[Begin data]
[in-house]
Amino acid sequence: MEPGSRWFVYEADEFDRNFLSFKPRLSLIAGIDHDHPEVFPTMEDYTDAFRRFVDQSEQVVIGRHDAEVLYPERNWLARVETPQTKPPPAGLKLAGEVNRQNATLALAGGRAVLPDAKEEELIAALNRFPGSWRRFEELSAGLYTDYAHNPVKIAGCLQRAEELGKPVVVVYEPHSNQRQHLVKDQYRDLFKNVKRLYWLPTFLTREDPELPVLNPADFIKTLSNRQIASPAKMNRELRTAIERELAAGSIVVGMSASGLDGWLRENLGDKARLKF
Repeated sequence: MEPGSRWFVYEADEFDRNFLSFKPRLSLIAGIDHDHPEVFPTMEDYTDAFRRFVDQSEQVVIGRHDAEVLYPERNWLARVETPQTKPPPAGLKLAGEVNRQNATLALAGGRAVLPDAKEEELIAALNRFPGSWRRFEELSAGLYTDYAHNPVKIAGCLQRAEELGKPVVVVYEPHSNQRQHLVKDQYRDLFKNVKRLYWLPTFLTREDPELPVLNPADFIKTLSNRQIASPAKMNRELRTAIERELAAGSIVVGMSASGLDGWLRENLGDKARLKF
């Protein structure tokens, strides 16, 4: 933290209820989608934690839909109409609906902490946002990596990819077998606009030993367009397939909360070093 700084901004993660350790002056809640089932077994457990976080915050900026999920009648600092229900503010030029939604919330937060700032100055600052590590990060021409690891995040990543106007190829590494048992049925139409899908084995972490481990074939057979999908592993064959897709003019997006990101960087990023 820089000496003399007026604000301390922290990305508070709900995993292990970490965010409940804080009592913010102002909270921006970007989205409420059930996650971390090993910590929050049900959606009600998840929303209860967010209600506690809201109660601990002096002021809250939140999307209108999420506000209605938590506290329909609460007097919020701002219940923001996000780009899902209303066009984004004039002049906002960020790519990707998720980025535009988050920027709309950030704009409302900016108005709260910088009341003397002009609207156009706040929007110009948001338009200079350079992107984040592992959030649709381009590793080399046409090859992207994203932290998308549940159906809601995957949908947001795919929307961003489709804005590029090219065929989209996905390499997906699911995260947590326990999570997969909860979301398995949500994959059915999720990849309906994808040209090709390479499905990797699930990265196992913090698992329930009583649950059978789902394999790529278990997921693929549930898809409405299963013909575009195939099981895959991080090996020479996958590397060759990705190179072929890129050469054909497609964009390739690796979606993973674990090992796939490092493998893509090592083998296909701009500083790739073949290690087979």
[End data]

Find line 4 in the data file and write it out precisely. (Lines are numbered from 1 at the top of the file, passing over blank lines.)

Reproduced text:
């Protein structure tokens, strides 16, 4: 933290209820989608934690839909109409609906902490946002990596990819077998606009030993367009397939909360070093 700084901004993660350790002056809640089932077994457990976080915050900026999920009648600092229900503010030029939604919330937060700032100055600052590590990060021409690891995040990543106007190829590494048992049925139409899908084995972490481990074939057979999908592993064959897709003019997006990101960087990023 820089000496003399007026604000301390922290990305508070709900995993292990970490965010409940804080009592913010102002909270921006970007989205409420059930996650971390090993910590929050049900959606009600998840929303209860967010209600506690809201109660601990002096002021809250939140999307209108999420506000209605938590506290329909609460007097919020701002219940923001996000780009899902209303066009984004004039002049906002960020790519990707998720980025535009988050920027709309950030704009409302900016108005709260910088009341003397002009609207156009706040929007110009948001338009200079350079992107984040592992959030649709381009590793080399046409090859992207994203932290998308549940159906809601995957949908947001795919929307961003489709804005590029090219065929989209996905390499997906699911995260947590326990999570997969909860979301398995949500994959059915999720990849309906994808040209090709390479499905990797699930990265196992913090698992329930009583649950059978789902394999790529278990997921693929549930898809409405299963013909575009195939099981895959991080090996020479996958590397060759990705190179072929890129050469054909497609964009390739690796979606993973674990090992796939490092493998893509090592083998296909701009500083790739073949290690087979």